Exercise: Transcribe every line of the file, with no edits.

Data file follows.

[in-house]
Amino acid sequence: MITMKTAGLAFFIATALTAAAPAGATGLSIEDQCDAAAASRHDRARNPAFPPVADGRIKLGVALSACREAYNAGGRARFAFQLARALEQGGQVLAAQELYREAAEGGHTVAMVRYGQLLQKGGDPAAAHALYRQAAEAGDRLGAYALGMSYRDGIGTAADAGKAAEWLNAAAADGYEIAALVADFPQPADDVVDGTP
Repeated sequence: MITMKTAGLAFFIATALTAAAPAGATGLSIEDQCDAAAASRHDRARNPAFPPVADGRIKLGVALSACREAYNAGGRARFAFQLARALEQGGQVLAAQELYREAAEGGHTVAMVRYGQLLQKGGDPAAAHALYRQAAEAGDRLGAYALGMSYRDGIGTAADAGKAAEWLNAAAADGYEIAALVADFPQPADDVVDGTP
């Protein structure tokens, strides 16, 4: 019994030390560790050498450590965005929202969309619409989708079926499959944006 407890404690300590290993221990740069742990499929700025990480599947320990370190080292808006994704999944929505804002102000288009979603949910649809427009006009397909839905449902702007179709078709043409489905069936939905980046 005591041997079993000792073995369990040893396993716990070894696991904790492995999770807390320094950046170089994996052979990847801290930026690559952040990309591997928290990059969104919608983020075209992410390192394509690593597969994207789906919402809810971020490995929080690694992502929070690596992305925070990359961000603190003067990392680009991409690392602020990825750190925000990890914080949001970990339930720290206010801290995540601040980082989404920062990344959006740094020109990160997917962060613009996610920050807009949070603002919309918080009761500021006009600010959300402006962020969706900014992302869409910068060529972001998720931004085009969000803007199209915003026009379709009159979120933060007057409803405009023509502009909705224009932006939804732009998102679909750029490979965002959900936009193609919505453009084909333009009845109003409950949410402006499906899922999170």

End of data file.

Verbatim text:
[in-house]
Amino acid sequence: MITMKTAGLAFFIATALTAAAPAGATGLSIEDQCDAAAASRHDRARNPAFPPVADGRIKLGVALSACREAYNAGGRARFAFQLARALEQGGQVLAAQELYREAAEGGHTVAMVRYGQLLQKGGDPAAAHALYRQAAEAGDRLGAYALGMSYRDGIGTAADAGKAAEWLNAAAADGYEIAALVADFPQPADDVVDGTP
Repeated sequence: MITMKTAGLAFFIATALTAAAPAGATGLSIEDQCDAAAASRHDRARNPAFPPVADGRIKLGVALSACREAYNAGGRARFAFQLARALEQGGQVLAAQELYREAAEGGHTVAMVRYGQLLQKGGDPAAAHALYRQAAEAGDRLGAYALGMSYRDGIGTAADAGKAAEWLNAAAADGYEIAALVADFPQPADDVVDGTP
């Protein structure tokens, strides 16, 4: 019994030390560790050498450590965005929202969309619409989708079926499959944006 407890404690300590290993221990740069742990499929700025990480599947320990370190080292808006994704999944929505804002102000288009979603949910649809427009006009397909839905449902702007179709078709043409489905069936939905980046 005591041997079993000792073995369990040893396993716990070894696991904790492995999770807390320094950046170089994996052979990847801290930026690559952040990309591997928290990059969104919608983020075209992410390192394509690593597969994207789906919402809810971020490995929080690694992502929070690596992305925070990359961000603190003067990392680009991409690392602020990825750190925000990890914080949001970990339930720290206010801290995540601040980082989404920062990344959006740094020109990160997917962060613009996610920050807009949070603002919309918080009761500021006009600010959300402006962020969706900014992302869409910068060529972001998720931004085009969000803007199209915003026009379709009159979120933060007057409803405009023509502009909705224009932006939804732009998102679909750029490979965002959900936009193609919505453009084909333009009845109003409950949410402006499906899922999170």